A Healthy Bedtime Snack featuring Magnesium Soothe

Mixing magnesium powder into yogurt with berries for a bedtime snack

What’s In It:

Plain Unsweetened Yogurt
Fresh Berries or Unthawed Frozen Berries
1 Teaspoon Magnesium Soothe

Why We Like It:

Yogurt and berries create a sweet treat without added sugars. Berries have some of the highest flavonoid content of any food. Flavonoids have antioxidant activity which helps the body’s inflammatory response. Adding Magnesium Soothe provides even further nutritional benefits to this healthy snack.

Morning Pick Me Up featuring Magnesium Soothe

What’s In It:

1 Bottle of Water
1 Teaspoon Magnesium Soothe
½ Teaspoon Matcha Powder

Why We Like It:

Are you looking for a coffee-alternative? Green tea matcha powder contains caffeine for a jolt of energy, along with theanine and green tea catechins. Magnesium is important for nerve signaling and brain function, while l-theanine supports focus. These nutrients are a great way to start a productive and busy day. Simply add to a water bottle, shake vigorously, and uncap the bottle slowly to release any built up air. Enjoy your refreshing morning beverage!

A Very Relaxing Cup of Tea featuring Magnesium Soothe

Adding magnesium powder to a hot cup of tea for relaxation

What’s In It:

Hot Water
1 Bag of your Favorite Tea
1 Teaspoon Magnesium Soothe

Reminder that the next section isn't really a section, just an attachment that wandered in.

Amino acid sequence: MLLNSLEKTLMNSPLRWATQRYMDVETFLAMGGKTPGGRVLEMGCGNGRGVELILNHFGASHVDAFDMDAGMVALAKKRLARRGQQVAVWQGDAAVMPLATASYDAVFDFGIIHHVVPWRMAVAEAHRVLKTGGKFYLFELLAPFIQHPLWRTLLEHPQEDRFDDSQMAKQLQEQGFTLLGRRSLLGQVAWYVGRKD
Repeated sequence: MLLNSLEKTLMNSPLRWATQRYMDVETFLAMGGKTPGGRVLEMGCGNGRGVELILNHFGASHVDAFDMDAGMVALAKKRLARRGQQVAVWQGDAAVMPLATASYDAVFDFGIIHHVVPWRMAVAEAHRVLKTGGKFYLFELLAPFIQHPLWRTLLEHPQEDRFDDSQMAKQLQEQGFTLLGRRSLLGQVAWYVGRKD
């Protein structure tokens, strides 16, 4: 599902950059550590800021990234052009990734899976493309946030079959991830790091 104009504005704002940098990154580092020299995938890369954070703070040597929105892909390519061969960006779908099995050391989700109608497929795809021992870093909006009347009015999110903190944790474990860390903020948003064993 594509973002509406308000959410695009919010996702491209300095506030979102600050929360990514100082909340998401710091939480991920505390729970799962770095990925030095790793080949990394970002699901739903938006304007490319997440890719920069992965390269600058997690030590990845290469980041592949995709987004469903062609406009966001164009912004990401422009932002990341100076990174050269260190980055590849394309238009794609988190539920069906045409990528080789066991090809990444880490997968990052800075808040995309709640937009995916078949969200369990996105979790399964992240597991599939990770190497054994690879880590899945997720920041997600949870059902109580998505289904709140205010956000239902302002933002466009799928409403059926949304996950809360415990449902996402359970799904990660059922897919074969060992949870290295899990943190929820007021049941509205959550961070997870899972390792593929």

Sweetener of Choice

Why We Like It:

Magnesium Soothe’s combination of relaxing ingredients, magnesium and l-theanine are the perfect complement to a nighttime cup of tea. Tea is a great source of antioxidants and flavonoids that can benefit circulation and inflammation. Magnesium is a mineral that stays intact even with heat exposure, so you can enjoy your Magnesium Soothe as a hot beverage and still receive its heart health benefits.*


Tangvoraphonkchai, K., Davenport, A. (2018, May). Magnesium and cardiovascular disease. Advances in chronic kidney disease. Retrieved February 2, 2023, from 

Whitworth, J. A., Williamson, P. M., Mangos, G., Kelly, J. J. (2005, December). Cardiovascular consequences of cortisol excess. Vascular health and risk management. Retrieved February 2, 2023, from 

Taveira, T. H., Ouellette, D., Choudhary, G., Gulum, A., Eaton, C. B., Liu, S., Wu, W.-C. (2016, April 7). Relation of magnesium intake with cardiac function and heart failure ... Retrieved February 2, 2023, from 

Murata, T., Dietrich, H. H., Horiuchi, T., Hongo, K., Dacey, R. G. (2016, June). Mechanisms of magnesium-induced vasodilation in cerebral penetrating arterioles. Neuroscience research. Retrieved February 2, 2023, from 

Dallas, M. E., Phillips, Q., Smith, Z., Meyer, A., Bennington-Castro, J., Martin, A., Upham, B., Sullivan, K., Rapaport, L., Iliades, C. (2016, July 26). How magnesium keeps your heart rhythm healthy. Retrieved February 2, 2023, from 

Shrimanker, I., Bhattarai, S. (2022, July 25). Electrolytes - statpearls - NCBI bookshelf. Retrieved February 2, 2023, from